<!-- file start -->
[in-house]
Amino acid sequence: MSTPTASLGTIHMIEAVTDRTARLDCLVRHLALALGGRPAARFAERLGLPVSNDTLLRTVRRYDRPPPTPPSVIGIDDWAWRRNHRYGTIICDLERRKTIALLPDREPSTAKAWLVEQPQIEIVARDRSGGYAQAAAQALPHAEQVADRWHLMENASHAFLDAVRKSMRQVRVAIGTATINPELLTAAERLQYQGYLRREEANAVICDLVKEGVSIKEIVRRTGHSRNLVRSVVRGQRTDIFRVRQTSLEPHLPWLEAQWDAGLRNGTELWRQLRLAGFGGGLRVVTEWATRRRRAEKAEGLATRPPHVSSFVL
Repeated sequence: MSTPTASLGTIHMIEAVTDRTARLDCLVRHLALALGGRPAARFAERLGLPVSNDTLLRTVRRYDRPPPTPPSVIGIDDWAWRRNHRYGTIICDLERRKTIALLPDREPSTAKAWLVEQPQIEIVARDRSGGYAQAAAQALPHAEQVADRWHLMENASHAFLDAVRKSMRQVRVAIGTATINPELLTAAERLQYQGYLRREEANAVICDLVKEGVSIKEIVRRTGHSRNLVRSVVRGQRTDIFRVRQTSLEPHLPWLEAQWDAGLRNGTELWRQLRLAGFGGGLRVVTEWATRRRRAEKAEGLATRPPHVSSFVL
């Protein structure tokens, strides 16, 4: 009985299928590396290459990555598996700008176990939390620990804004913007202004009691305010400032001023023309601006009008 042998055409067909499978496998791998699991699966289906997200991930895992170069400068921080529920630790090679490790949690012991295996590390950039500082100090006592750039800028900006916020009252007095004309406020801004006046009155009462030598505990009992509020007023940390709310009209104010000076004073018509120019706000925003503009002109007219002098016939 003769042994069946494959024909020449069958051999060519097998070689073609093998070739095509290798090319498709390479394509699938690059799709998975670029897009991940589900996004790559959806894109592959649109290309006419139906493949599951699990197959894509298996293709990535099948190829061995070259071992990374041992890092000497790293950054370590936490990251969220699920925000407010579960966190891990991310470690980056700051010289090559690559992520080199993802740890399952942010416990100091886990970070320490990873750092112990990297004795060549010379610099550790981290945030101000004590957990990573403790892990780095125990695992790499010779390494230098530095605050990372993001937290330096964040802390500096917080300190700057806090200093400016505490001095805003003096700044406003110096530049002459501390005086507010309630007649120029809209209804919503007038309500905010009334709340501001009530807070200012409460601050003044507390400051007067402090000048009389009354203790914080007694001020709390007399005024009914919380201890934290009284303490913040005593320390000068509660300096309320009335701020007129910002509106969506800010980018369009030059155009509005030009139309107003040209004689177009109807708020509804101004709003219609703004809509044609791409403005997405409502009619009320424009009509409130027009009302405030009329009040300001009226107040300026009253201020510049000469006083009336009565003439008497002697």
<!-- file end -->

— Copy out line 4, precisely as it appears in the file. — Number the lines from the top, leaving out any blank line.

């Protein structure tokens, strides 16, 4: 009985299928590396290459990555598996700008176990939390620990804004913007202004009691305010400032001023023309601006009008 042998055409067909499978496998791998699991699966289906997200991930895992170069400068921080529920630790090679490790949690012991295996590390950039500082100090006592750039800028900006916020009252007095004309406020801004006046009155009462030598505990009992509020007023940390709310009209104010000076004073018509120019706000925003503009002109007219002098016939 003769042994069946494959024909020449069958051999060519097998070689073609093998070739095509290798090319498709390479394509699938690059799709998975670029897009991940589900996004790559959806894109592959649109290309006419139906493949599951699990197959894509298996293709990535099948190829061995070259071992990374041992890092000497790293950054370590936490990251969220699920925000407010579960966190891990991310470690980056700051010289090559690559992520080199993802740890399952942010416990100091886990970070320490990873750092112990990297004795060549010379610099550790981290945030101000004590957990990573403790892990780095125990695992790499010779390494230098530095605050990372993001937290330096964040802390500096917080300190700057806090200093400016505490001095805003003096700044406003110096530049002459501390005086507010309630007649120029809209209804919503007038309500905010009334709340501001009530807070200012409460601050003044507390400051007067402090000048009389009354203790914080007694001020709390007399005024009914919380201890934290009284303490913040005593320390000068509660300096309320009335701020007129910002509106969506800010980018369009030059155009509005030009139309107003040209004689177009109807708020509804101004709003219609703004809509044609791409403005997405409502009619009320424009009509409130027009009302405030009329009040300001009226107040300026009253201020510049000469006083009336009565003439008497002697």